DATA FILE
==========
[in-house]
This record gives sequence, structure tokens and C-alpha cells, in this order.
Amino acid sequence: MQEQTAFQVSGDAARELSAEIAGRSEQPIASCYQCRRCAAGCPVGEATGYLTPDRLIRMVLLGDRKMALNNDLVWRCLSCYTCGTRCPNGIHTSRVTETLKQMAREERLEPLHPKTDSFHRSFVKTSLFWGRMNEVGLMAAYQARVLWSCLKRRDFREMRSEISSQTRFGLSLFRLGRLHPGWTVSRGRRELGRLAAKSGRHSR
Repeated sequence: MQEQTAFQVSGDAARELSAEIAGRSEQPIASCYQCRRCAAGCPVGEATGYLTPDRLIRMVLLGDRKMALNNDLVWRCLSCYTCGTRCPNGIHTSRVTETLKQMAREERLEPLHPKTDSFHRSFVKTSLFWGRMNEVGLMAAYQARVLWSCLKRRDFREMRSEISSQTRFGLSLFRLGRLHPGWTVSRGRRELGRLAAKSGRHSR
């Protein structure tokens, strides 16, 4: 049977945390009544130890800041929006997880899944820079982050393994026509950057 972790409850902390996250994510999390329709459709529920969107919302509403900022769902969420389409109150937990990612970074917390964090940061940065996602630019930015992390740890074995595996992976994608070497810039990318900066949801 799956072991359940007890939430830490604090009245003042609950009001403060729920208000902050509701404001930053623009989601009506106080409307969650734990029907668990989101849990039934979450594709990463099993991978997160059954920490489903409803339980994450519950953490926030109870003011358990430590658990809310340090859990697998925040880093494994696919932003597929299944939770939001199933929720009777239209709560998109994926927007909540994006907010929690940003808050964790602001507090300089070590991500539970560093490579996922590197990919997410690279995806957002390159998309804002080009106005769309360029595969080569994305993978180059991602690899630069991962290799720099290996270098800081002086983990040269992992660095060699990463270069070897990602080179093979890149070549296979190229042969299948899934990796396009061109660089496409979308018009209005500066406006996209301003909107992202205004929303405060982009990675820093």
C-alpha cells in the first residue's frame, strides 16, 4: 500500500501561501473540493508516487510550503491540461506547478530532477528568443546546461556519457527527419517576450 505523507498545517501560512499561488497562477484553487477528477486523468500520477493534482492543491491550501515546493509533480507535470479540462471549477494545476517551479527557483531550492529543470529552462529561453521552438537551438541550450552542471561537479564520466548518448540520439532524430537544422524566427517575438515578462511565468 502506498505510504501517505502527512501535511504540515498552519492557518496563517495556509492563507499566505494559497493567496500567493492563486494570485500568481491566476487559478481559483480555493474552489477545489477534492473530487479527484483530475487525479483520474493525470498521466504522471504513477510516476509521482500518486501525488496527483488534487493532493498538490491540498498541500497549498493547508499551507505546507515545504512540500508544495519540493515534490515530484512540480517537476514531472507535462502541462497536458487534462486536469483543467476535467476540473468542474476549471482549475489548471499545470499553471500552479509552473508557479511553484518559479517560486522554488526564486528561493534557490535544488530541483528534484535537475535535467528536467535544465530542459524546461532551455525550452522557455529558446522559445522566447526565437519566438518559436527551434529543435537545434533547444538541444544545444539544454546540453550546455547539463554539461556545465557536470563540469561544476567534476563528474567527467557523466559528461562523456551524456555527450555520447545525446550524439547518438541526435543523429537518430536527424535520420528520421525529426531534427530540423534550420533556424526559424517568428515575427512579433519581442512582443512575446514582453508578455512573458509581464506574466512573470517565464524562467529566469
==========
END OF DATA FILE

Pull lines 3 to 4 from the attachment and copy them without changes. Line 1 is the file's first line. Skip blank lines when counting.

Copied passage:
Amino acid sequence: MQEQTAFQVSGDAARELSAEIAGRSEQPIASCYQCRRCAAGCPVGEATGYLTPDRLIRMVLLGDRKMALNNDLVWRCLSCYTCGTRCPNGIHTSRVTETLKQMAREERLEPLHPKTDSFHRSFVKTSLFWGRMNEVGLMAAYQARVLWSCLKRRDFREMRSEISSQTRFGLSLFRLGRLHPGWTVSRGRRELGRLAAKSGRHSR
Repeated sequence: MQEQTAFQVSGDAARELSAEIAGRSEQPIASCYQCRRCAAGCPVGEATGYLTPDRLIRMVLLGDRKMALNNDLVWRCLSCYTCGTRCPNGIHTSRVTETLKQMAREERLEPLHPKTDSFHRSFVKTSLFWGRMNEVGLMAAYQARVLWSCLKRRDFREMRSEISSQTRFGLSLFRLGRLHPGWTVSRGRRELGRLAAKSGRHSR